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Lethbridge Herald Newspaper Archives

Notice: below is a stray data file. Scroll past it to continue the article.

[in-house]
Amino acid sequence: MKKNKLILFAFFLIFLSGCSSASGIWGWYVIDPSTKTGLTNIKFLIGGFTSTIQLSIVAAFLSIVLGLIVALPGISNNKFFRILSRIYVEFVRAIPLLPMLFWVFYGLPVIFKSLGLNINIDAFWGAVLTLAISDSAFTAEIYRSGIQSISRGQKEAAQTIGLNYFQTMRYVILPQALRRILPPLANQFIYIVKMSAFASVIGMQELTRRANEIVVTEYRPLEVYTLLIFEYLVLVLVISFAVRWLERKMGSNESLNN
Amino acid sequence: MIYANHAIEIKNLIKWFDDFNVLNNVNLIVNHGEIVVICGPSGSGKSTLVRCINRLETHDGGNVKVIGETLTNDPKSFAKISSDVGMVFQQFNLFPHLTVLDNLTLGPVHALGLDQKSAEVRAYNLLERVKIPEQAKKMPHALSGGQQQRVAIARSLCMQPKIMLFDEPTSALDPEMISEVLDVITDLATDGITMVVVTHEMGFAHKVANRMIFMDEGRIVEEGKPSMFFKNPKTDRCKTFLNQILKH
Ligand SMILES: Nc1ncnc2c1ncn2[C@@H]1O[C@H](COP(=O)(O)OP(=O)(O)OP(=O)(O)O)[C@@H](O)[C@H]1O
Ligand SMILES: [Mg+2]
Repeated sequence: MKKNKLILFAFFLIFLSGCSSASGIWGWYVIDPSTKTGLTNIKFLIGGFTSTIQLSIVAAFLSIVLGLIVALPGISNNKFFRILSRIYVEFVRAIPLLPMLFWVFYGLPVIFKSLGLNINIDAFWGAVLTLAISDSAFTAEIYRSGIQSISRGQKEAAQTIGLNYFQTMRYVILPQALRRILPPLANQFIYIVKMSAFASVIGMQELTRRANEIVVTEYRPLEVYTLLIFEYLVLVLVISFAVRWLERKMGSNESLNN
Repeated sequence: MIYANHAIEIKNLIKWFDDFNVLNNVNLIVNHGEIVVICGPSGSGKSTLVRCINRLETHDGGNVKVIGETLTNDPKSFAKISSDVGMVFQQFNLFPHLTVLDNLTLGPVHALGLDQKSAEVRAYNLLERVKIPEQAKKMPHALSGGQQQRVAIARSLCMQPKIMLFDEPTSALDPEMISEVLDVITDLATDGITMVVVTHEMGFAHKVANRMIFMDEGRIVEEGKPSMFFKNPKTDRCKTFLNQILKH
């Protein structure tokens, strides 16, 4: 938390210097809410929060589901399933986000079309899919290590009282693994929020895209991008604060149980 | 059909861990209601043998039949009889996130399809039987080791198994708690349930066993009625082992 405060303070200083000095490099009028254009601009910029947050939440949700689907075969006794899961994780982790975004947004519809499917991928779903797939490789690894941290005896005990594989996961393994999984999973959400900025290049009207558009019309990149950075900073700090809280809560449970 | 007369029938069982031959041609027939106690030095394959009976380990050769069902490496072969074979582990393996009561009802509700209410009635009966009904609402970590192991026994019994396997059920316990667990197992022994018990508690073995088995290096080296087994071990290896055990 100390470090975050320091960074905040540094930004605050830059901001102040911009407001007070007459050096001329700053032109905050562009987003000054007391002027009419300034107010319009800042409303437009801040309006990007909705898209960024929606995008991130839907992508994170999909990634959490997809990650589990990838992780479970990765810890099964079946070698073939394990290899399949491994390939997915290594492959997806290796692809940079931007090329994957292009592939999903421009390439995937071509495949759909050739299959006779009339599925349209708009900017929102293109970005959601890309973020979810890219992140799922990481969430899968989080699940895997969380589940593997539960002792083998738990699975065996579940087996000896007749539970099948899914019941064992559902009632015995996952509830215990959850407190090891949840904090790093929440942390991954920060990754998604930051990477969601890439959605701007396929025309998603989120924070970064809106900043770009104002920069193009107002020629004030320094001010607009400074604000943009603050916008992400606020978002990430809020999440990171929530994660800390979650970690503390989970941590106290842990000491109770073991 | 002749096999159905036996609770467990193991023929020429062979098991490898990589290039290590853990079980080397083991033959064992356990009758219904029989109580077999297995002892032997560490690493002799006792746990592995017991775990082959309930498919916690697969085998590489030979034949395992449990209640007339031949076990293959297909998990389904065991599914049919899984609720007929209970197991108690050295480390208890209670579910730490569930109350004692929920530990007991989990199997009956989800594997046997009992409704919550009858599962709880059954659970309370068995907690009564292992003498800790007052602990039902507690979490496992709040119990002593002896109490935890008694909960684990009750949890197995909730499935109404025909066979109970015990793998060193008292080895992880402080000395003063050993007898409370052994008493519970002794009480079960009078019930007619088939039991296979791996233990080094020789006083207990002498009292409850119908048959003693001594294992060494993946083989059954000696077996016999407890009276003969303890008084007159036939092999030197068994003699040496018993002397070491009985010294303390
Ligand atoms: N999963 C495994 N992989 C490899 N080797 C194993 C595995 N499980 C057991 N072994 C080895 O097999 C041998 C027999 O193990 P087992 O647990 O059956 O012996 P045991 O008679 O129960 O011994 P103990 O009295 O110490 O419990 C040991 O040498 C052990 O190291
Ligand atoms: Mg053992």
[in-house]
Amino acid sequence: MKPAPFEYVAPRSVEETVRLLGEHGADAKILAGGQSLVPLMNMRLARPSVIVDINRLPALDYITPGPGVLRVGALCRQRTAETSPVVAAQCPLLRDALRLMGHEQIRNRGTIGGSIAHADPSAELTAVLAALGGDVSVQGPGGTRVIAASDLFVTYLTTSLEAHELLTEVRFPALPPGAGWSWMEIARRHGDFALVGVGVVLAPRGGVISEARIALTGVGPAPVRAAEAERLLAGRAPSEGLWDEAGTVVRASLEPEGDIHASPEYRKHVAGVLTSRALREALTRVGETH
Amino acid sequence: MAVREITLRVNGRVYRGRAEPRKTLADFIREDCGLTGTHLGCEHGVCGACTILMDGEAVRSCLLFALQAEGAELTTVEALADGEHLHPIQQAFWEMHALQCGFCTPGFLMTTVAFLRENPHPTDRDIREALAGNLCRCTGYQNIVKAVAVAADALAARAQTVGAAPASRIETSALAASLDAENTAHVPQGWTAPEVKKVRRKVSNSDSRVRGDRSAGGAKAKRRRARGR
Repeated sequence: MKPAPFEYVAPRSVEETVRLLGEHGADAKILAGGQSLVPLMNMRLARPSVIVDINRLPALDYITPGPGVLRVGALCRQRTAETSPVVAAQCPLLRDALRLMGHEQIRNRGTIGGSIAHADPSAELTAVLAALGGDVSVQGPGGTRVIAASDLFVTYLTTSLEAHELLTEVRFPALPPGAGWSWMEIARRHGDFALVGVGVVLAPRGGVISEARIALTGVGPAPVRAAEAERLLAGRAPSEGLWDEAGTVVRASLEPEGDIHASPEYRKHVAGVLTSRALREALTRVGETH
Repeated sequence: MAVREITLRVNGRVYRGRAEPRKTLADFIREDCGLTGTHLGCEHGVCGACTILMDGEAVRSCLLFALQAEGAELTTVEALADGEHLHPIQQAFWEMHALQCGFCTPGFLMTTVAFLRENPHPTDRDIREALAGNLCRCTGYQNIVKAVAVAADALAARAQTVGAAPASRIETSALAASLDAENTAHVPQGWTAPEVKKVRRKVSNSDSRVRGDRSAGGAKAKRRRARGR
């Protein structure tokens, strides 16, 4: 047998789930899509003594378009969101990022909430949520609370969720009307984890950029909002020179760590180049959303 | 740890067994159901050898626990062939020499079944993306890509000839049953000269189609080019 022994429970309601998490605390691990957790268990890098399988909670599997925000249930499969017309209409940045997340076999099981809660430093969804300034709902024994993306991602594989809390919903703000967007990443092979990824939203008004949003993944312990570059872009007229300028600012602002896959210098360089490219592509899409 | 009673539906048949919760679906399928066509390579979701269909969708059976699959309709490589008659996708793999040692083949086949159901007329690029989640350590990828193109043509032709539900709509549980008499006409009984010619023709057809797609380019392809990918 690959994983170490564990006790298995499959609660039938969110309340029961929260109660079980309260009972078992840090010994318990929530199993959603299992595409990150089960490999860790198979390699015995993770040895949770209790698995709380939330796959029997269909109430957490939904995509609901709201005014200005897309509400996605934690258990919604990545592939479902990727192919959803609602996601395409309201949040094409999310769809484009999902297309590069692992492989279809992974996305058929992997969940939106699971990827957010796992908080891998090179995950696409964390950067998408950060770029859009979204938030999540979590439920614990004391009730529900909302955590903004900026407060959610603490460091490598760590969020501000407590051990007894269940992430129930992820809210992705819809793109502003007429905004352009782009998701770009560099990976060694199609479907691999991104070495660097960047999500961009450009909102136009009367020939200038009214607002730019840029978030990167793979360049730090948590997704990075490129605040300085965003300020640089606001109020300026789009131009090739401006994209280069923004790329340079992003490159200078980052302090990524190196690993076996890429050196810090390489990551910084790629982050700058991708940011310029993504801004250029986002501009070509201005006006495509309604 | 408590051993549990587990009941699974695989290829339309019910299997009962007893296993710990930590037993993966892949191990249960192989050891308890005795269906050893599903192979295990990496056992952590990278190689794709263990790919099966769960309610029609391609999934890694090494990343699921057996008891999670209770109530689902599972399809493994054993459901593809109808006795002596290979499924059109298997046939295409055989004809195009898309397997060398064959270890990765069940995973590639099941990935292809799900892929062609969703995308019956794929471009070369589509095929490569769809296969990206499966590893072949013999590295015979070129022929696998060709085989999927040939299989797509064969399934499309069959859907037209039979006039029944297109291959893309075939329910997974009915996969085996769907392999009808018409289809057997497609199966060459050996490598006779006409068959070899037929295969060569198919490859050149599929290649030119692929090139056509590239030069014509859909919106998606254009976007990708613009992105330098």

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Lethbridge Herald (Newspaper) - March 21, 1907, Lethbridge, Alberta I BEST BUYS YET OFFERED TO THE INVESTINGh PUBLIC i IS NOW ON THB MRRKBT This property is in the city limits. It was the original survey of the city. It is only 3-4 of a mile from the Central Schooh All the lots we now have are 125 feet in depth, with lanes at rear of all lots. Over one thousand lots in this property now on the market at AND EACH ! TERMS-One half cash, balance 6 and 12 months, or one third cash, balance 3 and 6 months; Plan at my office. LETHBRIDGE HOTEL BLOCK, XAKE YOUR Watch, Clock aad Jewelry Repairing TO . C-Ross 7ate iroi^ sti^; Nmt fira Work Promptly Done. Satisfaction Guaranteed. Settlement of the West -rri -gallon vorks is fixed by the Uiuis-ter of thu Interior. By this arrange ntent, the compony can get its money out of the enterprise only by completing the irrigation worlcs, and then only by selling the land in the market in competition with other land. I A more reasonable and curtain - ------------ ----- ----- method of rendering an agricuitur- forded by the tract to bo irrigated 'ally useless area available for the by the South Alberta Land Com  settler at a fair price could not be pany. This area of 880,000 acres devised, except by placing the D o-lies Just, west of the .city of Medicine Hat in the eastern portion ol Al  berta. For twenty-three years the district has been traversed by the main line of the Canadian Pacific Railway. For twenty years it haa been traversed by the Crow's Nest Una of tha Canadian Pacific Railway. If any diatrlct west of Winnipeg haa been favorably located aa regards railway facilities, aside from Calgary and Regina, it has beanthto district. During the last tan yaara sattlera haVa been pouring Into tha weat by tho thousands and every settler who went to Alberta fronntha east by way of the C.P.R. main line or Soo' line, traversed tha dis-ir4ct. The homestead regulations have been applicable there aa else-where. Yet'so far as homesteaders are concerned, 'he orea In question is as void of settk>ment as whan tho Indian chased the buffalo. The land was ot>en to the settler, but tho settler did not want it and would not take it for tha vary excellent reason that ha could not [make a living from it. KACH IN HIS OWN TONQUE. (Hamilton Spectator:) The Rev. Q^non Almon Abbott, the new rector of Christ's Church Cathedral, is blessed with great gifts of orotory. I^tst Sunday evening in the course of his sermon he recited the fullowiug verses written by Will- cupted. N. T. Macleod waa choaan auditor. A delegation from tha Mapla Laaf Football Club were promiaad an-couragemcht in the furtheraaea of their sport. In order to raiaa-money to meut present demands and carry the baseball team at the baginning of the season, some of the 94,700atocl^ yet unsold will be disposed of. Kv- i�m Herbert"Carrush, a professor in 1"^' hava the grounds and grand stand up'to-data and conveuieiit. Ox^UMrily tha ssttlSMeat poliay t�- Obs of two thinga must happen; tha land must lie there useless, uninhabited and uninhabitable, or Jaeaos 'must ba provided for irrigating ito-meana too ex|)ensi%-e tor any prospective nettler or group of prospective aattlera to undertake. Tha lattar eouros waa adopted, aad fol  lowing tha pracadsnt of tha Albarta minion under the direct responsibility for the outlay and the work of Irrigation-a policy which neitherthe Government nor their ^opponents have hitherto considered practicable or advlaable. Fatrviiia, Sept. SO, 1003 Uiaard'a Llaimaat Co., LiinlUd. Dear Sirs.->Wa wlah to inform you that wa consider ^our MINAftD'S XJNUfffiNT a vary auparior article, aad wa uaa it aa a aura relief for aora throat and chest. When I tell you I would not ba.without it if the price was ona dollar a bottla, I mean It. truly. CBAS. F. TILTON. a German University, and tho 'delivery and the subject so iutprcsscd tho congregation that the poem has been the theme of convorsatian ani-ung the people who hcord it. There is a beauty in the verses that ap-, peals to thoughtful men and woincu und The Spectator takes groat pleasure in printing them for its readors: A fire mist and aplanot, A crystal and a cell. A Jellyfish and a saurian, A ca%e where � the cave men ilwell-Then a sense of law ond beauty, A face turned from the clod- Soma call it evolution. And others call It Ood. A haze on tho fair'' horizon - The infinite tender sky, The rich ripe tint of the coruflclds. And the wild geese sailing high. And uil over upland and lowland, The sign of tho golden rod,- Some of us call it Autumn, And others call it Ood. Lilie lidos op a crescent sea beach, When the moon is new and thin, Into.our hearts high gleamings. Come welling and surging income from the mystic ocean Whose rim no boot has trod- Soma of us call it longing, And others call it Ood. A picket frozen on duty- A mother starved for hor brood-Socrates drinking the hemlock. And Jesus on the rood. And millions, who humble and nameless, I'he straight bard pathway trod, Some call it Consecration. And others call it Ood, .Strathcona Board of Education, has accepted plans for a naw fOO,-000 collegiate institute. Mr. O. O. Dosaultios of St. Hyuc-Inthe, has been appointed to the senate to the place of the.late Sir William Hingston. This still leaves four vacancies, one in Nova Scotia and three in Ontario. Selfishness makes a nutn a poor listener and a poorer conversational-istt, a hard roaster and an untrustworthy aervant; a worthless workman; a. misfit as a servant: a diaraal failure as a friend; a mistake us a biwband and father; an imposaiblllty |aa a ChristMiB. It apoila him., for his huma, hia businaaa, his eoBimuB- -- ATHLETIC ASSOtnA'HON BUSY. Milway aa*. IrrHatloa Coli�p�iy of J Ij^y and his couatry. The annual shareholders meeting of the Letbbridge Athletic Association , was held in the Dallas Hotel last I Friday. The Aitnnciai report showed nn expenditure of 94,483.73 and re-'ccipts of 8S,US0.5O with 91,70astock I subscriptions 3-et to collect. The 'directors elected were C. J, Kek- Btorm, T. D. Kevin, Wm, Oliver, A. ' E.-Humphries, It. O'Ragan, F. Ken-jny, G.,Uouk, and F. Roonoy, 'Iliese afterwards elected C. .1, Eckstorin, prcaident; F. Ilooney, vicor|)resident; A. E: Humpiiries, secrotaryli and T. D. Kevin, ti-easurcr.The tender iThos. KDMOXTON COAL DEAL. Tiio Brenton and Parkdale mines, recently purchased by the newly or-gnnizcd Edmonton Standard Coal Co., of which the manager is Wm. Munns, have liecn taken over by tho I company, Mr. Munns, who formerly lived in Toronto and came to Edmonton Inst sununer with the Manufacturers' Association, v-^ then im-prca.scd with the pro|)crtics and float �.! the new coinpnuy. The president' is A. A. Laurie, Toronto; the cngln-�!r in charge, D. Evans, formerly inspector uf mines for the North-Wast and the mines manager, Robert Uv> ingstone, formerly of the Gait mines in Lclhbridge. Ttic new company proposes to op-erulc the mines on a largo scale and put in an equipment to turn out hroui 500 to 1,000 tons a day. The pr� ��" -- Stubbs to smt a trand stand [put, up 9800 M;a Tlie latest device of girlhood tsi^K fancy for stuffing pillows with thair love lettera. There la ona thtag about the contents of these pillows that <�n be dapendad uppa'wUhf a^s..^, marked do,. 1 �'e of cartalaty-tliay am*,; sure to-be soft. " The merchiiuu of Fraah,JMWWJWop-j; .j, ,ol,;tad the caah syi�em,.,re,-----~" loa ilia grounds foy fS.aao wa� ac-'iMfa.wlU ba obas^a*.' tH^! ;